Our peak oil conference in Houston in October was the largest in the world this year. The Wall Street Journal ran a cover article on the topic this week. People are beginning to understand that energy ” not the yen, euro or dollar ” is the original currency, the source of all wealth. Most of the Houston presenters were Republicans, and the audience included many financial managers. Visit http://www.theoildrum.com, if you are interested in following the evolving discussion. Global oil production may have already peaked; if not, it will do so in the next four years. This topic is likely to soon dwarf climate change as a matter of public concern.

With all of the information you have absorbed about climate change, how do you think the central mountains of Colorado will be affected by 2100?

I moved to Colorado in 1973. During the following decade, I skied from New Mexico to Wyoming. If you spend time in the mountains or have a garden, you have already seen dramatic changes in our climate. We are clicking-and-dragging Colorado south, giving it the climate of New Mexico. What will happen to Oklahoma? Who cares! But many of us love Colorado, and celebrate snow. Snow is the West’s most under-appreciated resource. Unfortunately, “Snowmass” peak in August no longer deserves the name. The ironic good news is that peak oil is going to T-bone climate change, and make its resolution easier than we currently imagine.

Nearly every “to-do” list to battle global warming promotes the use of clean-burning natural gas. Is western Colorado destined to be a sacrifice zone despite the concerns of many environmental organizations and citizens in the region?

The short answer is yes. There are many things the gas industry can do to reduce its impact, and it has done some of them already. Not voluntarily, but because of brave citizen activists urging industry to “do it right.” That said, we are going to see 150,000 wells drilled here over the next 30 years. The Piceance is destined to be one of the nation’s top gas fields. This year $2 billion will be taken out of the basin, most of it exported to other, energy-poor states, which will not be able to repay the favor later. This is why we ought to increase state severance tax rates to the same level they are in Wyoming and New Mexico. The way things currently are, we are leaving $1 million in uncollected revenue on the table every day. It’s an outrage.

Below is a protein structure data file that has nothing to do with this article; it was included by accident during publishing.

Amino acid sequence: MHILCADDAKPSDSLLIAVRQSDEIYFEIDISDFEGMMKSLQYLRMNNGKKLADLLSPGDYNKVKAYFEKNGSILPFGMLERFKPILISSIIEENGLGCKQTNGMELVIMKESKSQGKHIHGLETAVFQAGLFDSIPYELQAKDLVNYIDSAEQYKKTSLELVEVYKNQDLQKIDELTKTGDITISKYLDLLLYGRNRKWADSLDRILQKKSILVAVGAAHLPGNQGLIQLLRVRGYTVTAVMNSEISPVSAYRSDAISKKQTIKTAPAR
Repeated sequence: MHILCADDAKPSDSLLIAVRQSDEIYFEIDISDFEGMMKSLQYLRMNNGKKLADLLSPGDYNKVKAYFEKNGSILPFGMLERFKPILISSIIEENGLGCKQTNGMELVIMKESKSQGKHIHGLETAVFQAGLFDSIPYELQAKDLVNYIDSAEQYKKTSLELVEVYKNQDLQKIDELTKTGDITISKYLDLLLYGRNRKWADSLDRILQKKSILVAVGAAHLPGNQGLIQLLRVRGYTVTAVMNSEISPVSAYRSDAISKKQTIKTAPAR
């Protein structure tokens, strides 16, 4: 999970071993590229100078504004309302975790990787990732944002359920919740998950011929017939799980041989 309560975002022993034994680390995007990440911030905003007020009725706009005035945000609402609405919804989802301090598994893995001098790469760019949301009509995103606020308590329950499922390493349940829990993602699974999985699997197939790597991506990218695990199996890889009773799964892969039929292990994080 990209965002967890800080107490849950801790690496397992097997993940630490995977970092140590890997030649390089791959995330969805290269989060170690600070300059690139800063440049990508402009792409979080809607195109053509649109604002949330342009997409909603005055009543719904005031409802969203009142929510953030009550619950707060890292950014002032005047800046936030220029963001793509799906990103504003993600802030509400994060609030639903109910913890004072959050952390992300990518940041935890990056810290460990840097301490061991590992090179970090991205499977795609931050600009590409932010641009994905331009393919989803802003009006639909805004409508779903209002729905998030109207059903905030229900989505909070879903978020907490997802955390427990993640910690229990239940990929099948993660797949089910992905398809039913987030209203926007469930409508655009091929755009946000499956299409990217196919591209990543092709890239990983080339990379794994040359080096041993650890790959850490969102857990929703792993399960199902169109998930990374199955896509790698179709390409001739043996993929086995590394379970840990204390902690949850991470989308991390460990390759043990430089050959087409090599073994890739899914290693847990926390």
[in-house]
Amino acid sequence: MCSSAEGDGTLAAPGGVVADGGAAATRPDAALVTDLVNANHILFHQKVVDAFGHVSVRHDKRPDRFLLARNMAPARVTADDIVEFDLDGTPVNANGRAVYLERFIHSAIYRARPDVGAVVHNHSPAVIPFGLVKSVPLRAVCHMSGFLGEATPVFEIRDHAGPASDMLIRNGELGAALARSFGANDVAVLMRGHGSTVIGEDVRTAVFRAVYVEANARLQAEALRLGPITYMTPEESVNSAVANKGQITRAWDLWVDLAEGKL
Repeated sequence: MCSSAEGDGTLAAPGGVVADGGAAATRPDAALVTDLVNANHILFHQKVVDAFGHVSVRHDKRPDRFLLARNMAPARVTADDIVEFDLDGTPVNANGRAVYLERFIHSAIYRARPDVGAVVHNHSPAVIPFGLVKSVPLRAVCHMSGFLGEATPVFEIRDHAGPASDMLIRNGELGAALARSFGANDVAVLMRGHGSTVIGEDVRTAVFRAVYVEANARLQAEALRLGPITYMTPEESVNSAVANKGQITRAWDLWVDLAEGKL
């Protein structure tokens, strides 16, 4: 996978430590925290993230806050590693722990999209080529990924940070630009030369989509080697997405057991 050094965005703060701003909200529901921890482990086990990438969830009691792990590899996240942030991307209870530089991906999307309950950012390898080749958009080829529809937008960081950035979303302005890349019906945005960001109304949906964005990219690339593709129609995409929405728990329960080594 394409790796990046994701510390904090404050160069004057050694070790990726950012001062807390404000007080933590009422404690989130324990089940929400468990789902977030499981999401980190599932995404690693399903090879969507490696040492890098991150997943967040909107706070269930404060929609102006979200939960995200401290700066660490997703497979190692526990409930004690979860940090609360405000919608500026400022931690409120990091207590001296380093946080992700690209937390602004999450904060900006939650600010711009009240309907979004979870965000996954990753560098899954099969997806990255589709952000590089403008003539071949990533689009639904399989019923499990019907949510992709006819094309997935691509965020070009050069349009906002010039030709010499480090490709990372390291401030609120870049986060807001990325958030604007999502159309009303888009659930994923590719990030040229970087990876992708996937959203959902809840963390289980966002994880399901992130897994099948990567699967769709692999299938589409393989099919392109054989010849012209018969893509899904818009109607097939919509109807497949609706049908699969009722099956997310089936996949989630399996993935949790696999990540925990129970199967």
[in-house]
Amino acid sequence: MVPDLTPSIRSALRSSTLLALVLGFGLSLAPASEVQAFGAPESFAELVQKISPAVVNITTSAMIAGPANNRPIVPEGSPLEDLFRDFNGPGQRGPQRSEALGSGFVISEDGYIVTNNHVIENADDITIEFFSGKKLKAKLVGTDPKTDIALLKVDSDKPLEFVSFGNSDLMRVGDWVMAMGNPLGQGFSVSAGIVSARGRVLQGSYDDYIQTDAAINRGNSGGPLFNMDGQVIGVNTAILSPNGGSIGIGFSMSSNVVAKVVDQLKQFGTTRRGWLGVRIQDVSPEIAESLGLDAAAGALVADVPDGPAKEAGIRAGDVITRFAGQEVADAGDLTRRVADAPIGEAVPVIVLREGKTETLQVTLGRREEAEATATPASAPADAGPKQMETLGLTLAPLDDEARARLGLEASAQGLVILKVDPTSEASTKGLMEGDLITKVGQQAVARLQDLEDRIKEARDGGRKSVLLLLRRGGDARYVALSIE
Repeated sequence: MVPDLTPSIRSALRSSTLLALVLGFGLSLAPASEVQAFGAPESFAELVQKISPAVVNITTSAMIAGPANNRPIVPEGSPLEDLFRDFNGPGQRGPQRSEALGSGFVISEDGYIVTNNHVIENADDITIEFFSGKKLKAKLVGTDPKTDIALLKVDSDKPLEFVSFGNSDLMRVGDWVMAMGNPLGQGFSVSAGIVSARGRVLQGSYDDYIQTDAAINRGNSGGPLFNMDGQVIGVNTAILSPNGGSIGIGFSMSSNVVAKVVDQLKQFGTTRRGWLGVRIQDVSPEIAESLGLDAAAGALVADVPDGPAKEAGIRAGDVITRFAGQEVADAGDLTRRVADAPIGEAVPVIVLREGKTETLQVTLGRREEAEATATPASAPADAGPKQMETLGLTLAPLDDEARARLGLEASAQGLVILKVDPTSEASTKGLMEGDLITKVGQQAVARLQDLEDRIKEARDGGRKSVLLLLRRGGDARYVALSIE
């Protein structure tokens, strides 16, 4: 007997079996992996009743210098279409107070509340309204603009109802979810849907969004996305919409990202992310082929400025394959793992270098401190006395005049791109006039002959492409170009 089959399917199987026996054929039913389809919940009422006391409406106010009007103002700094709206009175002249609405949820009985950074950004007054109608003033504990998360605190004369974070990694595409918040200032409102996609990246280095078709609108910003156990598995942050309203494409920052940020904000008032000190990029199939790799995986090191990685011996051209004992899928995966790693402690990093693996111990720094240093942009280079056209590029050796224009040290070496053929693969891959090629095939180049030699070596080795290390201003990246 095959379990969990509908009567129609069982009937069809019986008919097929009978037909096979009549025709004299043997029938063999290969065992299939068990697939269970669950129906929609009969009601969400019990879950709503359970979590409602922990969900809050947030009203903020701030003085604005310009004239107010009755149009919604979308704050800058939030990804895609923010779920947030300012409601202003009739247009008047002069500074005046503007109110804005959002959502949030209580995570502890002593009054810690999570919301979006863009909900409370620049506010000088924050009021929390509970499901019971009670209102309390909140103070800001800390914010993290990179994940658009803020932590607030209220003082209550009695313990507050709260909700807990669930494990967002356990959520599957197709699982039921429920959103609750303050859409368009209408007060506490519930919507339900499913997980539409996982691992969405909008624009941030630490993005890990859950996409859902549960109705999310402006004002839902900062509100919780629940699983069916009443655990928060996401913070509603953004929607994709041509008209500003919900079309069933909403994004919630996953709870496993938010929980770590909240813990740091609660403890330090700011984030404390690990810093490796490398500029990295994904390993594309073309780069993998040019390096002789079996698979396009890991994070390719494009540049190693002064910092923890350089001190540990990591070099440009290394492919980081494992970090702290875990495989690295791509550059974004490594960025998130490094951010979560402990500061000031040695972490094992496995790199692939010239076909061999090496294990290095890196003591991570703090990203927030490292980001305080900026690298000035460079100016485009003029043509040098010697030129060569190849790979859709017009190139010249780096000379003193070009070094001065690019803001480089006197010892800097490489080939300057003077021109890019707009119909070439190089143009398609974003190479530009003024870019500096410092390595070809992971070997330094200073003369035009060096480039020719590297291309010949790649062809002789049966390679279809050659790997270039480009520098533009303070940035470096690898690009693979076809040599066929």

You have been critical of the potential for oil shale. What problems do you see there?

I’m not critical of oil shale; I’m skeptical, which is appropriate since it provides just 1/10,000 of global energy, and global production has fallen by half since 1990. I’ll bring you a dump truck of oil shale today. You will soon discover that 20,000 pounds of oil shale contains only as much energy as 6,000 pounds of firewood or 3,000 pounds of coal. The difference is that once you have burned the oil shale, you have 15,000 pounds of ash to deal with. My “gift” has become household hazardous waste. It’s true that there’s a trillion tons of this stuff in Colorado. A one-pound chunk of oil shale has the same energy content as a one-pound potato. When it comes to energy, quality always trumps quantity. If Shell and Chevron want to spend their own money investigating oil shale, more power to them. Let’s not subsidize it, however. To date, Shell has spent $200 million to produce 2,000 barrels. That’s about $100,000 per barrel, a bit above the market price. In short, the Utes never bothered with oil shale, although it outcrops everywhere, and neither will we, at least not until things get really desperate.

What is the realistic potential for alternative energy sources, particularly solar and wind?

Solar and wind are the world’s fastest growing energy sources, but still tiny in the grand scheme of things. Both resources are enormous, but these are energy fluxes not fuels, and too few people understand the difference. (Sunlight through your window is a flux, a chunk of oak is a fuel.) Wind provides about 10 of every 1,000 kilowatt-hours consumed in the U.S.; solar about 1. But both provide far more energy than oil shale! Their futures are very bright indeed. But we are in a race against time right now. We need to scale them up very rapidly in the decades ahead. On a personal level, living with solar power is a treat. Try it. Get your house out of intensive care.

What’s next in your career?

Odd jobs.